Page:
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    I write military, and there is a whole world of lingo within the units which doesn't make sense if you don't know the ropes. So I was thinking that for surgeons in the ICU it would be the same. I mean every department (my own job notwithstanding) has internal jokes.. and that's what I want to include. Just one or two.
     
  5. Lea`Brooks

    Lea`Brooks Contributing Member Contributor

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    Oohhh. I get it.

    But I can't help you. :p I've only visited an ICU twice, and the doctors and nurses didn't even talk to me.
     
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  6. GingerCoffee

    GingerCoffee Web Surfer Girl Contributor

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    Banter is the same as most places, for example they might talk sports if they aren't talking about patients.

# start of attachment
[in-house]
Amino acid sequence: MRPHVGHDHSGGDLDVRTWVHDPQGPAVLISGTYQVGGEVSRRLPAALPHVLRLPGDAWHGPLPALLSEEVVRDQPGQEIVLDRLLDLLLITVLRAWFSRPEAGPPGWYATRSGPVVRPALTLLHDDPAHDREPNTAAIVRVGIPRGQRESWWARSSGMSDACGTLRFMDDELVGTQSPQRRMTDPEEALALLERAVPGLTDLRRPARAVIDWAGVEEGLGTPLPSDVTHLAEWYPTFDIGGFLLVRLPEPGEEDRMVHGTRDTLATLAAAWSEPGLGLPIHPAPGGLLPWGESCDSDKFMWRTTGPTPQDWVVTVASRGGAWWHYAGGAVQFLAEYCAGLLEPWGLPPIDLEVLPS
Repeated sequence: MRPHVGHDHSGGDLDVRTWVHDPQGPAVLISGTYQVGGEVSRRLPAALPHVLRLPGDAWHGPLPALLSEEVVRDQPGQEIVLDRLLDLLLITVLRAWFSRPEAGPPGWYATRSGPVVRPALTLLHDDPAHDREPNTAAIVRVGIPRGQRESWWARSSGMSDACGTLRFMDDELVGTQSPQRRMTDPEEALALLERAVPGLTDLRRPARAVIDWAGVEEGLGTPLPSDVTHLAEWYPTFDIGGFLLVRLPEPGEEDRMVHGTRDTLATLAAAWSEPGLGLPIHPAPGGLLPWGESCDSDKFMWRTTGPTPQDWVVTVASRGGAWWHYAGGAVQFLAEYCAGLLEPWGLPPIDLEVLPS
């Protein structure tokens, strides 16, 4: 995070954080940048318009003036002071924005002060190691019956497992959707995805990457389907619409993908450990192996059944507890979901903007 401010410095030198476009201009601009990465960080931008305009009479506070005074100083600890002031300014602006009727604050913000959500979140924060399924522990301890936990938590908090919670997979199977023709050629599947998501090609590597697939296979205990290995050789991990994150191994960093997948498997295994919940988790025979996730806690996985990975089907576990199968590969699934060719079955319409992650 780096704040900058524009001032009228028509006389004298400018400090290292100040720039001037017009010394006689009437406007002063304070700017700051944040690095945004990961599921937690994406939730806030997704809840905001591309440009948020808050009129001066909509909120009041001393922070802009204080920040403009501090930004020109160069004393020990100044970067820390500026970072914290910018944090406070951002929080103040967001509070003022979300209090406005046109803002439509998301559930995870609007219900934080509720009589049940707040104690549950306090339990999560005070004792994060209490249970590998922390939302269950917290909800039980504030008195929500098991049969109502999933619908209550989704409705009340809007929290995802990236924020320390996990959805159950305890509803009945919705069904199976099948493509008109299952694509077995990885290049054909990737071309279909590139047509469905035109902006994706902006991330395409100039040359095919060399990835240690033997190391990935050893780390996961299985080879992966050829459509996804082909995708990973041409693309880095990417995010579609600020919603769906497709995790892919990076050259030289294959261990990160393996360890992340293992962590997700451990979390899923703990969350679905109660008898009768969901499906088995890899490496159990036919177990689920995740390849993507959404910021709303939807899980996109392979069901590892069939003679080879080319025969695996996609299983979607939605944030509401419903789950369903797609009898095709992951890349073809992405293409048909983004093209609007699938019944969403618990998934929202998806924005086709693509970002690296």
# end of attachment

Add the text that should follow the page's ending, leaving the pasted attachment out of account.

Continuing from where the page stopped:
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  7. big soft moose

    big soft moose Contributing Member

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    The doctors and nurses i know tend to have a sick, and i mean sick, sense of humour - as with cops, and indeed soldiers they deal with the worst humanity has to offer by laughing at it. Thus some of the annectdotes they come out with are pretty offensive if you arent in that mindset

    the two that readily spring to mind are a) the sick fuck who decided to shag his cat (like you do), cats arent designed to recieve an adult male inthat manner and the poor thing died and promptly went into spasm and he presented himself a casualty (that's A&E for our American bretheren) with said cat still attached to his male appendage and asked them to perform a "catectomy" (i'm not sure i believe that, but its a good sick story all the same)